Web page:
Groups like the CRFB and the Concord Coalition, founded by former Congress members in the 1980s and ’90s, have long presented themselves as nonpartisan, penny-pinching critics of wasteful government spending, when really they are anti-government, pro-corporate ideologues whose boards are filled with K Street lobbyists and financial executives. The goal of much of the austerity class is to see government funds redirected to the private sector. (Their ideology, which accepts the accumulation of private debt but opposes government debt, explains why the austerity class ignored the massive housing and credit bubble, which more than any single factor contributed to an explosion of debt worldwide.)(emphasis added)
Read the whole article How the Austerity Class Rules Washington by Ari Berman at The Nation
It's the economic rent, stupid.
Berman has a one-two punch in this issue. See also Occupy Wall Street Hits K Street by Ari Berman at The Nation
If you want to understand how the top 1 percent have accumulated such power in American politics, look no further than Washington’s K Street lobbying corridor. Wall Street has long been the dominant player in the capital. “The banks,” Senator Dick Durbin said in 2009, “are still the most powerful lobby on Capitol Hill. And they frankly own the place.”The financial sector has spent more money on campaign contributions and lobbying than any other sector of the economy—$4.6 billion on lobbying since 1998, according to Open Secrets. This year, commercial banks andsecurities and investment firms have spent over $82 million on lobbying, employing over 1,000 lobbyists.Given these facts, it makes sense that the Occupy Wall Street movement has spread to K Street. Since October 1, demonstrators have gathered in MacPherson Square, their numbers and visibility growing in recent days....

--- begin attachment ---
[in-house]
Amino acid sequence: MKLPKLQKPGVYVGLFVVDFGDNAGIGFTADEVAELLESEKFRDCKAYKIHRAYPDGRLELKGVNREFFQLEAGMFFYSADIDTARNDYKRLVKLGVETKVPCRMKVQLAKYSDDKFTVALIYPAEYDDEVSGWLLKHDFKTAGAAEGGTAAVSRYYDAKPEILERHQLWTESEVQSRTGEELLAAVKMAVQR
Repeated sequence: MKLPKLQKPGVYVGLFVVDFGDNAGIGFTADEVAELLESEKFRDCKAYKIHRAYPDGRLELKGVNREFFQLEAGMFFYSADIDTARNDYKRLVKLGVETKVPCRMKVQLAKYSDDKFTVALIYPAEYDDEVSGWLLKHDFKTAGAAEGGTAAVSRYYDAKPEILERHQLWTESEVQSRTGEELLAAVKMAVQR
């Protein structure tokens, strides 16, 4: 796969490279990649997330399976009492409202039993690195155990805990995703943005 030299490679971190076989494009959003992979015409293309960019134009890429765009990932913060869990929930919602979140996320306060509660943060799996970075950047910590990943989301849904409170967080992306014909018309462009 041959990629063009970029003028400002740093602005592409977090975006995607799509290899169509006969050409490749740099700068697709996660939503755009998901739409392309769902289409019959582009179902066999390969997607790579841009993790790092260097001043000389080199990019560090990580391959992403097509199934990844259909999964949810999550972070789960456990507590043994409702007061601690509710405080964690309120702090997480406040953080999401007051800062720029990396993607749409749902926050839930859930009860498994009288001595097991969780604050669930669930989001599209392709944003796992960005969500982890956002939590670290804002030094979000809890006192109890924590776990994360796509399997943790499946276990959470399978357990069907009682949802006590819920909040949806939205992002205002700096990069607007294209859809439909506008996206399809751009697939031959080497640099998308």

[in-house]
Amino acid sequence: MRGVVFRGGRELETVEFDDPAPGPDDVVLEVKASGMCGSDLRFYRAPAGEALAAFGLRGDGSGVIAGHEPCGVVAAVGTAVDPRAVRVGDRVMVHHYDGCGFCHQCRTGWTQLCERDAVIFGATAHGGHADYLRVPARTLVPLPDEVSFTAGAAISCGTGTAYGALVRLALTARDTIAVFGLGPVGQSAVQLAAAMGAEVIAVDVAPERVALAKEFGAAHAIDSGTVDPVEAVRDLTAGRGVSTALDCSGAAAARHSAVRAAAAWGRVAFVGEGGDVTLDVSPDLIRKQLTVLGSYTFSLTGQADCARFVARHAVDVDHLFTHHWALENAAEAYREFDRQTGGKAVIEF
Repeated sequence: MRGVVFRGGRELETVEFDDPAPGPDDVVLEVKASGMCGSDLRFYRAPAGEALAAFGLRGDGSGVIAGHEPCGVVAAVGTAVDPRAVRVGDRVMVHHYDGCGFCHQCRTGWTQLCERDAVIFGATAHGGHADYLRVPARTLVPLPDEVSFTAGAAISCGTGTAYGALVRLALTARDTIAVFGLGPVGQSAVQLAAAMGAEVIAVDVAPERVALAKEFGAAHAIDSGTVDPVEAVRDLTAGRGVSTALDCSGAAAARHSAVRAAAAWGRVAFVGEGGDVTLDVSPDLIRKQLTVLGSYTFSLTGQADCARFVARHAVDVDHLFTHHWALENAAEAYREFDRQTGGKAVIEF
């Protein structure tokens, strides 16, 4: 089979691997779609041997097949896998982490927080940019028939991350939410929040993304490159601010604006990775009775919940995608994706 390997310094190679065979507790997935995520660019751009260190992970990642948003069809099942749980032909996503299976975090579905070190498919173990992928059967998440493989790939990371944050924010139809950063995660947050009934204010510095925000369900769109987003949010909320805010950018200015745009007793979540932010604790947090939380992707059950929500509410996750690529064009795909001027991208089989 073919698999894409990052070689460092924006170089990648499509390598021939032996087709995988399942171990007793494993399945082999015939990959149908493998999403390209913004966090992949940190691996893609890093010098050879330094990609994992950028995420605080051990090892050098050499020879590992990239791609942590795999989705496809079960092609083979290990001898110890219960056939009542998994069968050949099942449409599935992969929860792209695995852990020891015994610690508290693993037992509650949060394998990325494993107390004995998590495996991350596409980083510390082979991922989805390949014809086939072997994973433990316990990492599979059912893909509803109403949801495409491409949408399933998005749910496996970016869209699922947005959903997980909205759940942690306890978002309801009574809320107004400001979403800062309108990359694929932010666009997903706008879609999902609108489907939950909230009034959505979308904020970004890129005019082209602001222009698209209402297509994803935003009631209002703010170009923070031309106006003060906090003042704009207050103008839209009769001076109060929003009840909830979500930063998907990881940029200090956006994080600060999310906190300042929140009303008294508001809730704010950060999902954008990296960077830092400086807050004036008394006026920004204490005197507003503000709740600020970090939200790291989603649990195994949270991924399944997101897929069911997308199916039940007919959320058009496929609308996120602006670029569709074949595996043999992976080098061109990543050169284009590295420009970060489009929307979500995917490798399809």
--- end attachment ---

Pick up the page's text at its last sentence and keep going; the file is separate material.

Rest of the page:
A lot of this post is about Harvard professor Larry Lessig, "one of the pre-eminent advocates of true campaign finance reform."
“Forget the 99 percent,” Lessig said yesterday. “We are the 99.95 percent of people who have never maxed out in a Congressional election campaign by giving the maximum amount. It is .05 percent of America who have given $2500 in the last election to a Congressional candidate, .05 percent, and Congress listens to them.”